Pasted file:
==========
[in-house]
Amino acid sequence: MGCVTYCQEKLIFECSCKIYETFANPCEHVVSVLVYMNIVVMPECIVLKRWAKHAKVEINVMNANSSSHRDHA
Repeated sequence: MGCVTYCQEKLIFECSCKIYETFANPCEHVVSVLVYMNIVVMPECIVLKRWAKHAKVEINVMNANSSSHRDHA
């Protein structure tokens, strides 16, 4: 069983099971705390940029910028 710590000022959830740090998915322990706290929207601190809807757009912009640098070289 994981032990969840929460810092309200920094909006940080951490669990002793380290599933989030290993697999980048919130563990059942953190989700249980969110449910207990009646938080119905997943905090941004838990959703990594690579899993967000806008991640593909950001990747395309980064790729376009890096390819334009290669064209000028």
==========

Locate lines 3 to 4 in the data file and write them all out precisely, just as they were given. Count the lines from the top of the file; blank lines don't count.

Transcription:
Repeated sequence: MGCVTYCQEKLIFECSCKIYETFANPCEHVVSVLVYMNIVVMPECIVLKRWAKHAKVEINVMNANSSSHRDHA
């Protein structure tokens, strides 16, 4: 069983099971705390940029910028 710590000022959830740090998915322990706290929207601190809807757009912009640098070289 994981032990969840929460810092309200920094909006940080951490669990002793380290599933989030290993697999980048919130563990059942953190989700249980969110449910207990009646938080119905997943905090941004838990959703990594690579899993967000806008991640593909950001990747395309980064790729376009890096390819334009290669064209000028």